What Legal Rights Do Tenants Have?

In Philadelphia, you have more rights as a tenant than you may realize. If you’re a renter, you should know more about your legal rights if you have trouble with a landlord. Likewise, landlords need to know these rights to make sure they do not create a violation.


Understanding Good Cause for Evictions

Landlords can’t simply evict a tenant for no reason in this state, which is why ‘good cause’ needs to be understood. A landlord can evict a tenant for habitual non-payment or late payments of rent. They can also evict a renter for a breach of the rental agreement.

Tenants who are a nuisance to others who live on the property and ruin their enjoyment of the shared areas or who cause substantial property damage are also subject to eviction through good cause. What surprises many tenants is that the landlord needs to have access to the property. Landlords must provide written notice for this access to the property, and when notice has been given and the tenant does not allow them inside, it is grounds for eviction.

Essentially, landlords must state the good cause basis in advance in writing. It must be delivered personally, posted to the property, or sent via certified mail.

In addition to the need for good cause, there are more legal rights that tenants have in Philadelphia.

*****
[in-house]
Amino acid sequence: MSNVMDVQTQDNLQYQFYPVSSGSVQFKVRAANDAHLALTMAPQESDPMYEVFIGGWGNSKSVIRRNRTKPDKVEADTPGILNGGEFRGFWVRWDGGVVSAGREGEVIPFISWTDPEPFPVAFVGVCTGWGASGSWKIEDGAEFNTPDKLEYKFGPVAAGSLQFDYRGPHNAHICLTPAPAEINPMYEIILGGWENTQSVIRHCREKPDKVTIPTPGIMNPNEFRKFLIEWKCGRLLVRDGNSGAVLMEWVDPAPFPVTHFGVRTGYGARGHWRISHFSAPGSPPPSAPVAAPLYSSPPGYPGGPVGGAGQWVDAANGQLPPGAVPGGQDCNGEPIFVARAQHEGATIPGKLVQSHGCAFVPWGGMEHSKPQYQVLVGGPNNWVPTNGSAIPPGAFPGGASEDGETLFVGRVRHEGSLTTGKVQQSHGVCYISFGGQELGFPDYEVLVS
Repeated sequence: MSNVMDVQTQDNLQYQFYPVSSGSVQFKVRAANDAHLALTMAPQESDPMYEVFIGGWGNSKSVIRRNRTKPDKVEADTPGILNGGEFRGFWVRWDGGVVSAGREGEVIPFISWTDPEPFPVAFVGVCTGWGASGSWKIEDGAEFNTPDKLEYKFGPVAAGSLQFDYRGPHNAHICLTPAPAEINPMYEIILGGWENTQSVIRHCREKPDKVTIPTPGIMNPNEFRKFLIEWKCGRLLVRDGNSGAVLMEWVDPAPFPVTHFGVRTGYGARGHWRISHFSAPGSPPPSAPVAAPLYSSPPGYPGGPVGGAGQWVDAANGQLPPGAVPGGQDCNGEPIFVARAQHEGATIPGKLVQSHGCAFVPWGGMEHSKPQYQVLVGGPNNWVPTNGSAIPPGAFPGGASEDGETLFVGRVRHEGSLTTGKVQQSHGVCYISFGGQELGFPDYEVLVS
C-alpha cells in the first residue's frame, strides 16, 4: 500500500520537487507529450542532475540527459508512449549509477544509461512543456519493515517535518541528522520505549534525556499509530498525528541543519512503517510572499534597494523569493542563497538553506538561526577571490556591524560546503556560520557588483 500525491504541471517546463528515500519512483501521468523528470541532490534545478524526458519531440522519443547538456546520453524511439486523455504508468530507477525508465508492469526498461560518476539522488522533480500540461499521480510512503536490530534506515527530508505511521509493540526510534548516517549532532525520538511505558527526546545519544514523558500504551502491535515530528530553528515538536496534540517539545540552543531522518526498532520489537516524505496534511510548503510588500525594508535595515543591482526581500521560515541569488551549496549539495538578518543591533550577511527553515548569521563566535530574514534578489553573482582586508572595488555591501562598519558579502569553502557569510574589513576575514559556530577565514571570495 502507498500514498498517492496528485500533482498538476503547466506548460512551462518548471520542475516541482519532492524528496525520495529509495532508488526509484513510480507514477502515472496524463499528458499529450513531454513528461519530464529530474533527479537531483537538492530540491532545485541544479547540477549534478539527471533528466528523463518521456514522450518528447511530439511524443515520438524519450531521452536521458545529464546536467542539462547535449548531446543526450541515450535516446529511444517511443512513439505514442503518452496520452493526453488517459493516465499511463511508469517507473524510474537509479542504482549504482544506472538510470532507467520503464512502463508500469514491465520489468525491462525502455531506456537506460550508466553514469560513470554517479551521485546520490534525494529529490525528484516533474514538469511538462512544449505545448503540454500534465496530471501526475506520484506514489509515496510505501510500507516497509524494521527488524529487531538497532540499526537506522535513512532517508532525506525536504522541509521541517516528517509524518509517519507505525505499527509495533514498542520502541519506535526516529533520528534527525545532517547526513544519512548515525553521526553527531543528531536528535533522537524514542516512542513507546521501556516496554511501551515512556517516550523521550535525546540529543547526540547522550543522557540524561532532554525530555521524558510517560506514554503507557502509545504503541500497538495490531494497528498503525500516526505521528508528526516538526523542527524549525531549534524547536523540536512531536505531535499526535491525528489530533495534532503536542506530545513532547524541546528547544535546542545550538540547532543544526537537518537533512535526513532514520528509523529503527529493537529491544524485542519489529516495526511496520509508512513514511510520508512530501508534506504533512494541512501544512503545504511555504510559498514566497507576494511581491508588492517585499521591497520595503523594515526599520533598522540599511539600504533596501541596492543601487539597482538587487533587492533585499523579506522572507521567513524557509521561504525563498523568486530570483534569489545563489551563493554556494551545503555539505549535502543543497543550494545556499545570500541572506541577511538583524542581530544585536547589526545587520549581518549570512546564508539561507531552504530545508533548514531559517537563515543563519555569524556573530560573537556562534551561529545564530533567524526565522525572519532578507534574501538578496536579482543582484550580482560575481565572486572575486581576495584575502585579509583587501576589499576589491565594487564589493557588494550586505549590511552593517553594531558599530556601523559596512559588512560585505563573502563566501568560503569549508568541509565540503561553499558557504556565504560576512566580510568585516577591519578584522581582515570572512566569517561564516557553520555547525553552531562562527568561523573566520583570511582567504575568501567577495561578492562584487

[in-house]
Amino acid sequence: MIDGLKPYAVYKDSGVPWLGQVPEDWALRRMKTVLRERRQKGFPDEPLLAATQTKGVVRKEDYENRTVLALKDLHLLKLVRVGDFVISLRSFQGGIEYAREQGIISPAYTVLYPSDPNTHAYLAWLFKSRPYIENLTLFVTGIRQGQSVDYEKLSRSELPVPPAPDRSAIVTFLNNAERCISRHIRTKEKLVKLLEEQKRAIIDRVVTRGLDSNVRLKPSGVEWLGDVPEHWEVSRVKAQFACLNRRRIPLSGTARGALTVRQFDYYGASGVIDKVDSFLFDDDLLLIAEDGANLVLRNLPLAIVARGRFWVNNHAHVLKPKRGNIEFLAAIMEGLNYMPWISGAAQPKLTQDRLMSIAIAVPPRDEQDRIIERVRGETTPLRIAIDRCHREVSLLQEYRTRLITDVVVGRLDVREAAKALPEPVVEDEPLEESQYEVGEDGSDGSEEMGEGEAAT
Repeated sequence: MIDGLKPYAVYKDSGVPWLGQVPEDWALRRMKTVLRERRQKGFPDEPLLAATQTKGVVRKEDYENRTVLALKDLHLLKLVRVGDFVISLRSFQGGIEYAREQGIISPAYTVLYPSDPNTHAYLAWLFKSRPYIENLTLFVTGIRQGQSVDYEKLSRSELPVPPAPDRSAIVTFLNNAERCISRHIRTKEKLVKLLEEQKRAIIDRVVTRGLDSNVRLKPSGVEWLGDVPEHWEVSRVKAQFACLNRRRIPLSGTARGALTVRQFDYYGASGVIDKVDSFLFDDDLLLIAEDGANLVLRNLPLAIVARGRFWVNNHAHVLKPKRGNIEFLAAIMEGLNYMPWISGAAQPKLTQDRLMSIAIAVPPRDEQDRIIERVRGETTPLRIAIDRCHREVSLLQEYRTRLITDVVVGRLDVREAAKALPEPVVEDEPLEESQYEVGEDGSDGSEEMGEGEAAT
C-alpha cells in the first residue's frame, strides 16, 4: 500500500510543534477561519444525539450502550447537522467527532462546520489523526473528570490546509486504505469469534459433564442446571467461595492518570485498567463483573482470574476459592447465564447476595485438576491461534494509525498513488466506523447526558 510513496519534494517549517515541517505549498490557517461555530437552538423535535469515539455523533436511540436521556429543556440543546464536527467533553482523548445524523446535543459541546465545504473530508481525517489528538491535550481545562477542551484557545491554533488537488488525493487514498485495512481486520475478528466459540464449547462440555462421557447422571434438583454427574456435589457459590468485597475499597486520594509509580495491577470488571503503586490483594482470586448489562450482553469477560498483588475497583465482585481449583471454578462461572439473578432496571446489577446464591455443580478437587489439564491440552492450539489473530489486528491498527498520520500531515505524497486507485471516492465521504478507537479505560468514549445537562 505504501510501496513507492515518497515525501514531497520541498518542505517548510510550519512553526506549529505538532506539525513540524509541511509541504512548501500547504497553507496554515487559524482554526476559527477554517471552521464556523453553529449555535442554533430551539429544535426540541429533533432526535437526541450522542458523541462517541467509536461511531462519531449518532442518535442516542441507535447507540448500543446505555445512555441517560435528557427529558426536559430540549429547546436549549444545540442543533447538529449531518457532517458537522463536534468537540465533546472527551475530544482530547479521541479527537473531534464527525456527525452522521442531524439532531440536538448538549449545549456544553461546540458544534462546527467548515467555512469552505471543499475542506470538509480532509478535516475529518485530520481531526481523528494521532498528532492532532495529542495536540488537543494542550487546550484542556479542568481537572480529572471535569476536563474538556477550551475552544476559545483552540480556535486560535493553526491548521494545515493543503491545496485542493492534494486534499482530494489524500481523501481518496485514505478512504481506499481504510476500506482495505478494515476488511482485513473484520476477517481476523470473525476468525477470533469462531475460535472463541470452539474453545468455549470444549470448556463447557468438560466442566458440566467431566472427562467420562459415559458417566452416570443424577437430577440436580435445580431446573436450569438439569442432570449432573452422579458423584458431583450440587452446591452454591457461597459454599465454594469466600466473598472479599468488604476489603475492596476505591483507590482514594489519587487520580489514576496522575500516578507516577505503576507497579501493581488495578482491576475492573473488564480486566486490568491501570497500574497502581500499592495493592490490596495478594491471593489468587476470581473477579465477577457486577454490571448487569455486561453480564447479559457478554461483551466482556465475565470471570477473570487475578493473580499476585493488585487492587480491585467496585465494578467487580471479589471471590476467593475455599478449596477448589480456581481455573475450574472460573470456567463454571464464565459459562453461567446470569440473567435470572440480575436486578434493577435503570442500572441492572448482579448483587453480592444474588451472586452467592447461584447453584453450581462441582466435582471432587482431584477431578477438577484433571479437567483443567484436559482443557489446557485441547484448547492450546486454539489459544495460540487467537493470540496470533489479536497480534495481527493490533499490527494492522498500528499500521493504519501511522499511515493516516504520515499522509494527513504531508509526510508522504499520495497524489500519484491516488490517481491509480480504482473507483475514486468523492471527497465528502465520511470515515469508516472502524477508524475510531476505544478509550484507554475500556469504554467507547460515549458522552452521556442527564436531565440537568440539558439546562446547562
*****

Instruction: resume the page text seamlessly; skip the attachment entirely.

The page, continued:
Rights for Housing Violations and Retaliatory Evictions

Landlords can’t evict a tenant in situations where there are open housing violations. Laws also prohibit the termination of a lease for reporting a housing violation or exercising tenant rights.


Notice for Rental Increases

In Philadelphia, tenants can’t be given rental increases without sufficient notice. For a one-year lease term, landlords must provide at least 60 days’ notice, and for terms that are less than one year, it must be at least 30 days’ notice. These notices must also include the amount of the rent increase and the date it becomes effective along with the new total amount that will be due when the increase takes effect.


Adequate Heating Rights

Building codes require that every habitable room or apartment be maintained at a proper temperature in the colder months. The minimum is 68 degrees Fahrenheit from the start of October through the end of April.


Implied Warranty of Habitability

Under this part of tenant rights, tenants need to understand that the landlord is obligated to maintain the premises to keep it habitable. Tenants need to provide notice of any needed repairs and allow for the landlord to have reasonable time to fix them. If there is a habitability issue, tenants may be able to withhold rent. Because this can get complicated, a tenant lawyer may be helpful in situations where the property has become uninhabitable.


What Rights Do Tenants Have in a Philadelphia Court?

When a landlord files a case regarding a tenant, the landlord needs to prove that the tenant violated the lease terms and the landlord was compliant with the applicable ordinances. Likewise, if the tenant wants to bring a case to the courts, they must prove that there is an issue such as a breach of the warranty of habitability.


Tenants who file for bankruptcy tend to be granted an automatic stay, meaning they can’t be evicted from the property. This will be in place as long as the tenant files for bankruptcy before any judgment of landlord-tenant actions.


Have Your Tenant’s Rights Been Violated?

Landlords will always have legal representation, but tenants should also seek legal advice. You may find out that your rights have been violated and learn how you can take action.